Two Kinds of Boycott

There are two ways to understand a boycott. One kind of boycott is undertaken for the sake of moral purity, and the other kind of boycott is simply a tactic. The first occurs when someone believes that doing business with x, y, z will violate their conscience, and the second occurs when social activists seize on the economic vulnerability of a business or company in order to steer society in a direction more to the protesters’ liking. And in order to keep things confusing, sometimes organizers in this second sense will appeal to the first sense in order to generate additional support for whatever it is they are doing.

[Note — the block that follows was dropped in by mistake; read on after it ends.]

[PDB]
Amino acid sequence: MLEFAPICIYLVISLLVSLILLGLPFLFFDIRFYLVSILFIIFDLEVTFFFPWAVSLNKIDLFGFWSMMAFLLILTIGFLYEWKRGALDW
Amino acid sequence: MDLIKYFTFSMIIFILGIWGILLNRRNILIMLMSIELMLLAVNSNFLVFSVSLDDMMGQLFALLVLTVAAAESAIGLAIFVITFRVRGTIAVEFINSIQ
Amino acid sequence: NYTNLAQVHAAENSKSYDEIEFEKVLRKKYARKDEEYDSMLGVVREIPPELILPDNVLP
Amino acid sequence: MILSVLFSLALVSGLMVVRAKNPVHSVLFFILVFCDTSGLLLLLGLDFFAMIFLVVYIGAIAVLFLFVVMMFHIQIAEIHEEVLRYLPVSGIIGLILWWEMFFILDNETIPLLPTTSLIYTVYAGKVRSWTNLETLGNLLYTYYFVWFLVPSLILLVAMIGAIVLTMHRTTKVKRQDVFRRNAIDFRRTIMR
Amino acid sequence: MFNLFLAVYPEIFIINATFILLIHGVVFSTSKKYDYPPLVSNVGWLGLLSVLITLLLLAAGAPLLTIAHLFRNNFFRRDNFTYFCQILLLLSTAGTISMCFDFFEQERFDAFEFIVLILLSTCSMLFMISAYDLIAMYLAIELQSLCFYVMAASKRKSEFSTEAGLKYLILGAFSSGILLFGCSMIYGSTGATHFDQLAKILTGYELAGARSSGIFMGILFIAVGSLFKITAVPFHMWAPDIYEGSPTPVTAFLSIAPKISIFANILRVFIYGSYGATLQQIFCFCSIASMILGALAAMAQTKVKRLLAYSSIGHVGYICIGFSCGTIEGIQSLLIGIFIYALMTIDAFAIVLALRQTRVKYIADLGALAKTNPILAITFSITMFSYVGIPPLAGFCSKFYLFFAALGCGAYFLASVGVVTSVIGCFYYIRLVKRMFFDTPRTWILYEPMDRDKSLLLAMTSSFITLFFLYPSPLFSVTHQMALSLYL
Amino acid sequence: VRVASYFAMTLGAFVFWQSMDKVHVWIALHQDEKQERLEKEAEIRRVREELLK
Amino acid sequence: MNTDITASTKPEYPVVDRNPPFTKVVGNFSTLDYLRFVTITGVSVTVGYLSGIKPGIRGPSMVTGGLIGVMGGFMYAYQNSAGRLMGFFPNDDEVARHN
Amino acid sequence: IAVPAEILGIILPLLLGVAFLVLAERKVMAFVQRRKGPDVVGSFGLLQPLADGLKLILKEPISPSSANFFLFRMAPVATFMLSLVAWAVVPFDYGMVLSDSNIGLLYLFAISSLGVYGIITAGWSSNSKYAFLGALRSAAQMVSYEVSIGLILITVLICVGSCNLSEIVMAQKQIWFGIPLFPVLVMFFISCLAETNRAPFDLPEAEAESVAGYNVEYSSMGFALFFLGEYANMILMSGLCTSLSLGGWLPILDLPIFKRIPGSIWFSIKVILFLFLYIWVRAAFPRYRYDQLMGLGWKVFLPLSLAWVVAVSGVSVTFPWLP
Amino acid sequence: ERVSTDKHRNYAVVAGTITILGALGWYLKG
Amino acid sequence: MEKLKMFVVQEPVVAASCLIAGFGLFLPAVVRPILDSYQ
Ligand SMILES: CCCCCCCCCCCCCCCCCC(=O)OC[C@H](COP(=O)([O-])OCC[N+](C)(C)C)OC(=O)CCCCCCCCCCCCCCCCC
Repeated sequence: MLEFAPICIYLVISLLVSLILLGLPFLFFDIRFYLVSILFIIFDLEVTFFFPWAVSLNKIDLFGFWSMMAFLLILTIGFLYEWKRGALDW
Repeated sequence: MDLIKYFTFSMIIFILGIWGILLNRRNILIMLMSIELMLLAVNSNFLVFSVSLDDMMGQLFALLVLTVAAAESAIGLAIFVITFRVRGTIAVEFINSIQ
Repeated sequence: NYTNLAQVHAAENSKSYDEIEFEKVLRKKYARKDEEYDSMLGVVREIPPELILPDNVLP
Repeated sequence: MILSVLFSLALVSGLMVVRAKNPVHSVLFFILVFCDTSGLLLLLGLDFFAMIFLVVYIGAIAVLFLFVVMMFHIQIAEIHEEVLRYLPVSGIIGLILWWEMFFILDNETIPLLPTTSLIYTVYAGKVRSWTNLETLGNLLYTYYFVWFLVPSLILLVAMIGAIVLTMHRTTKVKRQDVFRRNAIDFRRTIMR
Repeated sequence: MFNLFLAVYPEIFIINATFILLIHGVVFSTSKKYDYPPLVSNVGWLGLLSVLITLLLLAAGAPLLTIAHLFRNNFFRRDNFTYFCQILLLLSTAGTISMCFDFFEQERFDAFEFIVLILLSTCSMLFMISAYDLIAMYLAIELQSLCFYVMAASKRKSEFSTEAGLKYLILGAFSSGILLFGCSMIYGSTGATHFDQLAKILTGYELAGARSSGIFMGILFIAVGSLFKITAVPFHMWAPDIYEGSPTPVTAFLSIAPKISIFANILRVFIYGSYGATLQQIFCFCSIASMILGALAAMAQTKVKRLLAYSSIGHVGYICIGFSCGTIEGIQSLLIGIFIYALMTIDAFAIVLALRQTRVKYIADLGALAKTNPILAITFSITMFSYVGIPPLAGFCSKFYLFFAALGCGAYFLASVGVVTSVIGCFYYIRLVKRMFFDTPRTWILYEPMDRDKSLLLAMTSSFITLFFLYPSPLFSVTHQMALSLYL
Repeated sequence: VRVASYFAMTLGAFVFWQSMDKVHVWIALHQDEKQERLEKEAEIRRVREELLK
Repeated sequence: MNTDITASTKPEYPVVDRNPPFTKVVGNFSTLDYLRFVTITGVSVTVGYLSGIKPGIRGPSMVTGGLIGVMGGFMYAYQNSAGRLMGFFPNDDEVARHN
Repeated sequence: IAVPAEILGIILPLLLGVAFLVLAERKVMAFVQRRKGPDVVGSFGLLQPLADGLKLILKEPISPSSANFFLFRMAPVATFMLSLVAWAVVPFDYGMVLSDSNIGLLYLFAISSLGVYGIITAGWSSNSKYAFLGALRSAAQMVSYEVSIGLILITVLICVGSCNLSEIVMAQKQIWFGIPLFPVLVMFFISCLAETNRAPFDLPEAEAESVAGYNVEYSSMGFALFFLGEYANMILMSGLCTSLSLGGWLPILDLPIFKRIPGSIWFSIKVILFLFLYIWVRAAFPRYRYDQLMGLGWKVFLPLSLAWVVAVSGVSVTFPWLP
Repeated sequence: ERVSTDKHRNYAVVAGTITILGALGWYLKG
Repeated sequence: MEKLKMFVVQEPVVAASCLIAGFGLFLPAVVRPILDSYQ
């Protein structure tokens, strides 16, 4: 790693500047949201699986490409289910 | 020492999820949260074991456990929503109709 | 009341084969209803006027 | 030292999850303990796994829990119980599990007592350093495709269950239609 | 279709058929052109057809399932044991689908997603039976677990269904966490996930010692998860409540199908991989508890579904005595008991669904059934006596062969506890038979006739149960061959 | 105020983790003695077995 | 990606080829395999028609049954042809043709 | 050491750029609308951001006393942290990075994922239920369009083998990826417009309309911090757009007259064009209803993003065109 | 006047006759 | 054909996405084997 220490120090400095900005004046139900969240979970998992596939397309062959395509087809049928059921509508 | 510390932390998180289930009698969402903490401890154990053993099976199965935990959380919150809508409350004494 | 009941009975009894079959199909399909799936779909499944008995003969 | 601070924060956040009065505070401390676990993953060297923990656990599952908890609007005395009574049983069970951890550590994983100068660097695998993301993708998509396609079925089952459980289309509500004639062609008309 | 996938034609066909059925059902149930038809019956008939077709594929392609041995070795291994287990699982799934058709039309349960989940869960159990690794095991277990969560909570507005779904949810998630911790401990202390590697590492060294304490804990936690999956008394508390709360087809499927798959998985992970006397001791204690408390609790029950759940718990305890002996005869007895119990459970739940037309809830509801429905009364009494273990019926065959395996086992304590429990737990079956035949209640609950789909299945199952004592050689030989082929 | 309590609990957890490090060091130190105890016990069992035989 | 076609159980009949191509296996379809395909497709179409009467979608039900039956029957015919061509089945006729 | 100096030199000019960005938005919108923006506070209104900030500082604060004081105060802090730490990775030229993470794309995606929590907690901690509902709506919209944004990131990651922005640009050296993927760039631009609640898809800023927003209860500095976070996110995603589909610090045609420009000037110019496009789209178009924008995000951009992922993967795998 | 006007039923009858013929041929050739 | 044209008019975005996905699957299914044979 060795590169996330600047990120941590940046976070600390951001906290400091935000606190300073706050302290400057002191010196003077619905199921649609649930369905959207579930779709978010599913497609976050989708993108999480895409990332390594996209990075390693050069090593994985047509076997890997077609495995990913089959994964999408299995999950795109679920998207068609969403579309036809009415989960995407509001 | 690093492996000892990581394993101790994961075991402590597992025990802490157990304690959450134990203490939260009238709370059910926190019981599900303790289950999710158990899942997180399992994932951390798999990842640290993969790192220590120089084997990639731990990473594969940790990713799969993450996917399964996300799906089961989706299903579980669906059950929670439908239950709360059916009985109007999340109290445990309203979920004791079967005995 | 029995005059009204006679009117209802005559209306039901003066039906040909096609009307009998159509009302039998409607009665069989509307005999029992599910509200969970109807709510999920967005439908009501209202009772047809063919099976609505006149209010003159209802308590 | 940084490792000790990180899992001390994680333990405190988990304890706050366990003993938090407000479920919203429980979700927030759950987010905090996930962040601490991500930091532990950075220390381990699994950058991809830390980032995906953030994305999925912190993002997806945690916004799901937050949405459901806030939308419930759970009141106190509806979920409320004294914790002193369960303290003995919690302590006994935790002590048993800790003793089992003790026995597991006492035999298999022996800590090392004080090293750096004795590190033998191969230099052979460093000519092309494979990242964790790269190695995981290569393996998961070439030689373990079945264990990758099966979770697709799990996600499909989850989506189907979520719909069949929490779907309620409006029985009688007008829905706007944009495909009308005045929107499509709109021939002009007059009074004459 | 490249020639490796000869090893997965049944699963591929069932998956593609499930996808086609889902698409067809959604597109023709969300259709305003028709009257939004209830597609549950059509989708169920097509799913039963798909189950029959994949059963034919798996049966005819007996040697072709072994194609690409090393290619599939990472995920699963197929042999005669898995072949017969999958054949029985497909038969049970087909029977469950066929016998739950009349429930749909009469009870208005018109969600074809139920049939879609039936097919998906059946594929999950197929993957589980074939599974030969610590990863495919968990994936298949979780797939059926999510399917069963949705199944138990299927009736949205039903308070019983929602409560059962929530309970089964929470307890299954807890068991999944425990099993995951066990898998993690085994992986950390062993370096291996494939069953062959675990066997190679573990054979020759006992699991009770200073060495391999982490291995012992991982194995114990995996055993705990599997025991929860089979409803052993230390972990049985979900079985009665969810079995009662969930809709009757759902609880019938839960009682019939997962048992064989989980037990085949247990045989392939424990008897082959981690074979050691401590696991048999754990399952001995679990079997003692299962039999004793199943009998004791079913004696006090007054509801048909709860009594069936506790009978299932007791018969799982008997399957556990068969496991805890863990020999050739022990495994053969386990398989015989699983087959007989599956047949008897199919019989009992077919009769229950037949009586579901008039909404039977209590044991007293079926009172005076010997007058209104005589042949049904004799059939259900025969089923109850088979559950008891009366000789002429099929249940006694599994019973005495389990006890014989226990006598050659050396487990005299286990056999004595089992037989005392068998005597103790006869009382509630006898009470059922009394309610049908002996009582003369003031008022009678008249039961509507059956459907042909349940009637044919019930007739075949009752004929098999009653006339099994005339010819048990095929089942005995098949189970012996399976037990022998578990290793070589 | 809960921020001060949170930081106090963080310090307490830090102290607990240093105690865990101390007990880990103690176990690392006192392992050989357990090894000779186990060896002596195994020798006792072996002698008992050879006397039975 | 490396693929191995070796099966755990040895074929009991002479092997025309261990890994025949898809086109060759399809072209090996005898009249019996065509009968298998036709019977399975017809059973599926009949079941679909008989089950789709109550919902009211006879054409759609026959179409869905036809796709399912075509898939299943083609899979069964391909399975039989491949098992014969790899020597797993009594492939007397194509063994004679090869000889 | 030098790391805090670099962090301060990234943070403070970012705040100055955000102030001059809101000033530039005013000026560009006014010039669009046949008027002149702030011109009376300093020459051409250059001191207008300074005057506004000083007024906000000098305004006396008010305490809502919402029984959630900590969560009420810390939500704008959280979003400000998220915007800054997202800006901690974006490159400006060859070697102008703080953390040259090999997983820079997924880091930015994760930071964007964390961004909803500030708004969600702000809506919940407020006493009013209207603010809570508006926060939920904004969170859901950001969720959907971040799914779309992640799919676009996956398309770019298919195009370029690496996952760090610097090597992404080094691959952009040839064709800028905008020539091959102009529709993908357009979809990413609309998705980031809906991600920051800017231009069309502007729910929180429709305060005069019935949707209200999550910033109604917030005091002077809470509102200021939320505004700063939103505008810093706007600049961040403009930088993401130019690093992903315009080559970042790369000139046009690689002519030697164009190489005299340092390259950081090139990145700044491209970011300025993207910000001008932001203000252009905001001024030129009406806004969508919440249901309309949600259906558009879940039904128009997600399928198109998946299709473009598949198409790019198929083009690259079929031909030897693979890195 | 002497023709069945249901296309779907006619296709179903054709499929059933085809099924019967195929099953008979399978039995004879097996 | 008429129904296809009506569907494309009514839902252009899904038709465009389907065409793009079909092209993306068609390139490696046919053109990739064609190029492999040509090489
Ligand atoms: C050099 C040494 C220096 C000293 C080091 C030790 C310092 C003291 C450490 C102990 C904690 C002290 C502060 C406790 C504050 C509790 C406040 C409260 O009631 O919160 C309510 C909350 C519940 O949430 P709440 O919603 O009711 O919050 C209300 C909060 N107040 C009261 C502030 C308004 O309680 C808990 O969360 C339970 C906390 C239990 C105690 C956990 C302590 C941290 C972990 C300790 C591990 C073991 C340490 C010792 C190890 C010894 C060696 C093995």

Let me illustrate it this way. Suppose I live in a small town of 600 people, and one day the only gas station there starts to sell porn behind the counter, just like the boys in the big city do. Let us also say that this ticks off the traditional residents of said small town, and somebody suggests that everybody should start buying their gas at the next town over (just a few miles away), and the idea catches on. This is a tactic that is being used to keep porn out of a small town. It is not a moral necessity. If the small town boycott were organized by an energetic fellow who had to drive over to Seattle one weekend, he is not a hypocrite if he gasses up over there at a station that sells porn.